As the Internet shrinks the world, exposure to false teachings grows more common than ever. Just Google “Women’s Bible Study” and you’ll immediately be hit with Beth Moore, Priscilla Shirer and Anne Graham Lotz. There are also lesser known teachers whom I haven’t researched, many of whom more likely than not mishandle God’s Word at some level. I’m not saying that all women Bible Study teachers are false teachers (Susan Heck and Martha Peace are certainly trustworthy women), but by and large it’s much easier to find doctrinal error than to find solid teaching.
So it’s more crucial than ever to follow Jude’s example of contending for the faith (please see Jude 3). Offering correction when we see doctrinal error, although it usually seems harsh and unloving, is really one of the most compassionate acts a Christian can perform. Sometimes we’ll actually convince someone to turn away from heresy and embrace Scriptural truth.
In no way should we minimize the value of contending for the faith!
At the same time, we must recognize our potential to contend in an argumentative attitude. All too often, I’ve been guilty of feeling my oats to such a degree that I have sought out devotees of Beth Moore simply so that I could pick a fight. I stayed in those verbal battles, determined to show my opponents my superior debating skills. In short, I contended with impure motives.
Lately, the Lord has used the book of Proverbs to challenge me about being a contentious woman. While numerous verses address this sin, perhaps it’s best to only quote one right now.
15 A constant dripping on a day of steady rain
And a contentious woman are alike;
16 He who would restrain her restrains the wind,
And grasps oil with his right hand. ~~Proverbs 27:15-16 (NASB95)
When contending for the faith morphs into a sport, we’ve crossed a very dangerous line. We cease to exhibit godly character, becoming instead caricatures of nagging busybodies who are, at best, troublesome nuisances whom everyone wants to avoid. As a result, people won’t take us seriously when we actually do point out real errors.
Of course, Scripture doesn’t teach that contentious attitudes are unique to women. True, four of the six verses using the word “contentious” in the New American Standard Bible 1995 specifically use it in relation to women, but the most explicit passage applies it to men — and thus, both sexes.
20 For lack of wood the fire goes out,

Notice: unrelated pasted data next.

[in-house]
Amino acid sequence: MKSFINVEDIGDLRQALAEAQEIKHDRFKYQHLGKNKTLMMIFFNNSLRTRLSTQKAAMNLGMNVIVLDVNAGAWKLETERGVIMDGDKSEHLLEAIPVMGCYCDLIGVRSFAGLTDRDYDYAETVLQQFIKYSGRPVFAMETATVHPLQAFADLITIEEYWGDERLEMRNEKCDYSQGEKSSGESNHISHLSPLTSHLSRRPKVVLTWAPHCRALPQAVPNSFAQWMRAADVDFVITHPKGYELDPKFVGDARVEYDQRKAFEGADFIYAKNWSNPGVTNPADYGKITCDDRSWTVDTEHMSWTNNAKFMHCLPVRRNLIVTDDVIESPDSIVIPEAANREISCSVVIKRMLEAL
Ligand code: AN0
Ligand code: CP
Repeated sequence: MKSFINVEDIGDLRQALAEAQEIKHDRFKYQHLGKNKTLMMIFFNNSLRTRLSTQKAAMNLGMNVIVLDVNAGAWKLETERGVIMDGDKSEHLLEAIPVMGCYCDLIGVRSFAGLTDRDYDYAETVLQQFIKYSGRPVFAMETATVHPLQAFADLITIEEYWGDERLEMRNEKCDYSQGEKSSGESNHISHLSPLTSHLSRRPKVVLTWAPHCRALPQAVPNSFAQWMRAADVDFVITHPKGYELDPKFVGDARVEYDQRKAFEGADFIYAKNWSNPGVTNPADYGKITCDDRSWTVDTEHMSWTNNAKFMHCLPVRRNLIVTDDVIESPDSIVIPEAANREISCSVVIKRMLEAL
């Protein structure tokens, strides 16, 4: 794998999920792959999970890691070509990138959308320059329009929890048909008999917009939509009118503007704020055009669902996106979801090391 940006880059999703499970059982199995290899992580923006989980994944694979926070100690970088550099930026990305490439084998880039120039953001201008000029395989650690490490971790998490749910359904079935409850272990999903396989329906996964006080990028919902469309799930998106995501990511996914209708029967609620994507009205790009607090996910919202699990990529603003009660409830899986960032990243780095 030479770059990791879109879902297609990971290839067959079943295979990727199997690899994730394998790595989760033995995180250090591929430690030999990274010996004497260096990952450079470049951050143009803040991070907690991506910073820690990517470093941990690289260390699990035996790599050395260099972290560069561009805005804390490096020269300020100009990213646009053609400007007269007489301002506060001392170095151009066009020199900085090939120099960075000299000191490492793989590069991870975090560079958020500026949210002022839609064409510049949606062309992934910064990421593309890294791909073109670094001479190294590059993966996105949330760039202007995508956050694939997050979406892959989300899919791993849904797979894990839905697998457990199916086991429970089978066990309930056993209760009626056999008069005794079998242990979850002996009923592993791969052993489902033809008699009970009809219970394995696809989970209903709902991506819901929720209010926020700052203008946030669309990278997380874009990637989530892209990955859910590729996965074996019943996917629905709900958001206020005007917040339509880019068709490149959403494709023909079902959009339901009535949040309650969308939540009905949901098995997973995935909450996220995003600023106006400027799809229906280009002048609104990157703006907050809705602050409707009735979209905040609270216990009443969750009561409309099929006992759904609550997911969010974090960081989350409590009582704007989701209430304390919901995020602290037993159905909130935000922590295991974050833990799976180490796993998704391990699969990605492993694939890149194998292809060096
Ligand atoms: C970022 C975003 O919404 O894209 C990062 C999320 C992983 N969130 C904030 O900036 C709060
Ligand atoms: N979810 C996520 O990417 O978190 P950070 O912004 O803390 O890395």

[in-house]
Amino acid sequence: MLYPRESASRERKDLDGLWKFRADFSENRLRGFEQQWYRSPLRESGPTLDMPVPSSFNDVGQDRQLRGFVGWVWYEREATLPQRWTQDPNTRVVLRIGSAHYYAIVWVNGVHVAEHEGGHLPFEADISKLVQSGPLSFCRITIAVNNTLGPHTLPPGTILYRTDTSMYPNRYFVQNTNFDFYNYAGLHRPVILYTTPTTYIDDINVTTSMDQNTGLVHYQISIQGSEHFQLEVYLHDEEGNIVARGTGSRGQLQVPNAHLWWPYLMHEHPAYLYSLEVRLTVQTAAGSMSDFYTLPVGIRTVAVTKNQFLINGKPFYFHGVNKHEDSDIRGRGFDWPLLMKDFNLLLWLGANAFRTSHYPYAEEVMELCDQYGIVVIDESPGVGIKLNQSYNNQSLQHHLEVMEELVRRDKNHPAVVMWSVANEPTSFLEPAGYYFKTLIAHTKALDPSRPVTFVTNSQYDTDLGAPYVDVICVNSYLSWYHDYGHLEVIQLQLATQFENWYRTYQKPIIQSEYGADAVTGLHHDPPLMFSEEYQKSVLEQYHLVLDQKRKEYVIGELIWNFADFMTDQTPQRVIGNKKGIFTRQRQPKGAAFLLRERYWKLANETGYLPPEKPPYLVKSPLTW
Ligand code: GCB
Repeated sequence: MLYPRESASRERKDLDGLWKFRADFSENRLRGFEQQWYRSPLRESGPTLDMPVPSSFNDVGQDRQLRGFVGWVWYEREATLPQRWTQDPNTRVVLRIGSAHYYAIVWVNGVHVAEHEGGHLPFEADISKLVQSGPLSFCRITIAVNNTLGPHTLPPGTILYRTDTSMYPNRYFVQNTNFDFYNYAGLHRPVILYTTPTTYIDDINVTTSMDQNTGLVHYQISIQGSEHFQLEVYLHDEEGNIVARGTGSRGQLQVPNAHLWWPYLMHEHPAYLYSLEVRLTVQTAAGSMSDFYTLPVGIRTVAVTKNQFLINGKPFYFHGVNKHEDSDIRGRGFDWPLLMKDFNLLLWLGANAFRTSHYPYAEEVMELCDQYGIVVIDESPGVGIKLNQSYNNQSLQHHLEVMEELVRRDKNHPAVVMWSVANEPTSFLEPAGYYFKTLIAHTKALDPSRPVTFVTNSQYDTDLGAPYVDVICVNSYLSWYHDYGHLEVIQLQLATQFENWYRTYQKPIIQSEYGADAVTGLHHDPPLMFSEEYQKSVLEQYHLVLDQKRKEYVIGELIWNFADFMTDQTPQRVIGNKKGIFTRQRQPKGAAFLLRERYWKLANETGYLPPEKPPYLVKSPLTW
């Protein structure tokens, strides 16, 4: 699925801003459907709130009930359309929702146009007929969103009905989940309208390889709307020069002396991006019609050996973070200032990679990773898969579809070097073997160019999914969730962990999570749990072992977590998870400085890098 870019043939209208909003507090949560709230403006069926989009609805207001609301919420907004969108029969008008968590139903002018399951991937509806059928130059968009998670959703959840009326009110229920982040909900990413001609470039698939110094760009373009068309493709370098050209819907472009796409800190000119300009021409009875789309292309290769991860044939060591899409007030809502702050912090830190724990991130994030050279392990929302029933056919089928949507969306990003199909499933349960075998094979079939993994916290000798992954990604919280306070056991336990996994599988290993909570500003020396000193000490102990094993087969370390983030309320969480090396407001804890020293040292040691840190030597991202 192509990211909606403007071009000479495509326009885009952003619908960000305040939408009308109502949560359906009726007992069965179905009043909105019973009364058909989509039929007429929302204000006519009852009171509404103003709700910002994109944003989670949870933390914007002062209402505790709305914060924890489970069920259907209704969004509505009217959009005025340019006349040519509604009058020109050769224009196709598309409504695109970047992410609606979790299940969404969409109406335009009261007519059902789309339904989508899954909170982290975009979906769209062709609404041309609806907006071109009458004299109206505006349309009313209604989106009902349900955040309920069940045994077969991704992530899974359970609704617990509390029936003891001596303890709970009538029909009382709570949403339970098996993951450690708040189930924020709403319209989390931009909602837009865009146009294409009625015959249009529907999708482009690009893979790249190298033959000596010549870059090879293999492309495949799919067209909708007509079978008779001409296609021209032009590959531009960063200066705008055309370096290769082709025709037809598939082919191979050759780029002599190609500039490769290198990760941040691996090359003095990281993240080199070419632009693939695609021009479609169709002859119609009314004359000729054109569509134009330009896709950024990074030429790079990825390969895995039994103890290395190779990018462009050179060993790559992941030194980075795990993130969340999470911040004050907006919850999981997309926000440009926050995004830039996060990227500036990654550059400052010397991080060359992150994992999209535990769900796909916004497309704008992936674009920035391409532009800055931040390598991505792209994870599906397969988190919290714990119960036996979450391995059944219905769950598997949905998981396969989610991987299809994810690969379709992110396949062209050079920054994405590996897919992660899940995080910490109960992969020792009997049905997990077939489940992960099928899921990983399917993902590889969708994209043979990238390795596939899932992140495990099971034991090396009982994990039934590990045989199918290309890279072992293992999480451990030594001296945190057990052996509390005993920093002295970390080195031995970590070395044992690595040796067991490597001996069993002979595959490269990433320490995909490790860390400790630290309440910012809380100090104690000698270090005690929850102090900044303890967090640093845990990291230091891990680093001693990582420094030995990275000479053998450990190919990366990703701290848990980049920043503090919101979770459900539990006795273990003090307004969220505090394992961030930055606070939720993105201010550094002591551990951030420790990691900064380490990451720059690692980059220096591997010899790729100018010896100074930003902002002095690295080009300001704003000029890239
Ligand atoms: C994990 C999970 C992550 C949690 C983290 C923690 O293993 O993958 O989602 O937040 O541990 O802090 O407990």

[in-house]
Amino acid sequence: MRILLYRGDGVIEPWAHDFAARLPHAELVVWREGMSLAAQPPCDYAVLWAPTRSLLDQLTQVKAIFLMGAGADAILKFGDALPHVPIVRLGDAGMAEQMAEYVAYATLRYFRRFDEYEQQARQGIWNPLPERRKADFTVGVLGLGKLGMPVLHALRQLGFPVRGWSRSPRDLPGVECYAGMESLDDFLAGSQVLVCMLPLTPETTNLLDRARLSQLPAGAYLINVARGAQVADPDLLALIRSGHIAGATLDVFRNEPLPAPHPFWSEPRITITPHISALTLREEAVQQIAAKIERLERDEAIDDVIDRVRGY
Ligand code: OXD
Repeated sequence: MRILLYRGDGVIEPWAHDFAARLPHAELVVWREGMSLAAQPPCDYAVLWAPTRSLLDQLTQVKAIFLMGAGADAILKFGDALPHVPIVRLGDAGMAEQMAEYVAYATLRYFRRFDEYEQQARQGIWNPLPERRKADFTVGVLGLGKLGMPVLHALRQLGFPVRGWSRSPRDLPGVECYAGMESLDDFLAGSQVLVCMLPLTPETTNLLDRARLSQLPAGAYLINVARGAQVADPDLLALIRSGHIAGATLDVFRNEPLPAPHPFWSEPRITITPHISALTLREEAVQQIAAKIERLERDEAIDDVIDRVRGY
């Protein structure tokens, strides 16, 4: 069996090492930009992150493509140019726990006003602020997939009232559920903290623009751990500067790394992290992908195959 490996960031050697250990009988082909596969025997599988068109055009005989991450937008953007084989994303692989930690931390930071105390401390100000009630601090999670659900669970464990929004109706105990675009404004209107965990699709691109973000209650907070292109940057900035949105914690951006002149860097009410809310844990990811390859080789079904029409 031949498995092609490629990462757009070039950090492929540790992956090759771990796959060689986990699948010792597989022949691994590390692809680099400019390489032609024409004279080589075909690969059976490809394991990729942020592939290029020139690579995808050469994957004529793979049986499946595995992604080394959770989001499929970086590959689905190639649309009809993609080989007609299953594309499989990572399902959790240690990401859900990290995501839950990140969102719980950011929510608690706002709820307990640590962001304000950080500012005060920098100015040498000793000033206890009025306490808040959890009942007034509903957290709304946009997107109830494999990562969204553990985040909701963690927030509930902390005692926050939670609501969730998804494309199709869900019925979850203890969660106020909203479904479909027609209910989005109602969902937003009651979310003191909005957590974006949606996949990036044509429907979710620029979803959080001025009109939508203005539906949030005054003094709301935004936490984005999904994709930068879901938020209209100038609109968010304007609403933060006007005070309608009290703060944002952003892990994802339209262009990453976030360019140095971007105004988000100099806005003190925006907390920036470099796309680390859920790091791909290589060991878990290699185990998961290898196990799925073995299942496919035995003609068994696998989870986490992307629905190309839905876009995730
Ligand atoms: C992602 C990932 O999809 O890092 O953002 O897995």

And where there is no whisperer, contention quiets down.
21 Like charcoal to hot embers and wood to fire,
So is a contentious man to kindle strife.
22 The words of a whisperer are like dainty morsels,
And they go down into the innermost parts of the body.
23 Like an earthen vessel overlaid with silver dross
Are burning lips and a wicked heart. ~~Proverbs 26:20-23 (NASB95)
This passage illustrates the devastating effects of contention, doesn’t it? If you’ve ever been through a church split or in a Twitter argument, you’ve seen how contentious people create havoc with inflammatory accusations and the whispers of gossip. If the matter they highlight dies down, they waste no time stoking the fires of controversy. Especially when they have a specific agenda to promote.
Contentious women (as well as contentious men) don’t let go; they have to force their opponents into concession. I’ve sinned this way in my marriage, and I don’t think I’m the only wife guilty of this infraction. We gain a sense of power by relentlessly arguing until the other party knuckles under to our demands. So we keep pounding away, frustrated when we fail to obtain victory and smugly delighted when we finally beat someone into submission.
But God calls wives to submit to husbands and for Christians to submit to each other in reverence for Christ. When we choose hills to die on, we must be sure those hills line up with God’s Word rather than our selfish desires. If we contend simply because we want others to tell us what we want to hear, ignoring and distorting the Word of God to support our positions and/or goals, we pervert contending for the faith into contending for ourselves.
I had a brief conversation the other day with someone who worried that applying Proverbs 27:15-16 to my behavior on Twitter could result in a failure to contend for the faith. He correctly pointed out that there’s a big difference between being contentious and contending for the faith. I agreed. But I added that, as big as the difference is, there’s also a fine line between the two. It’s imperative that we understand where that line is.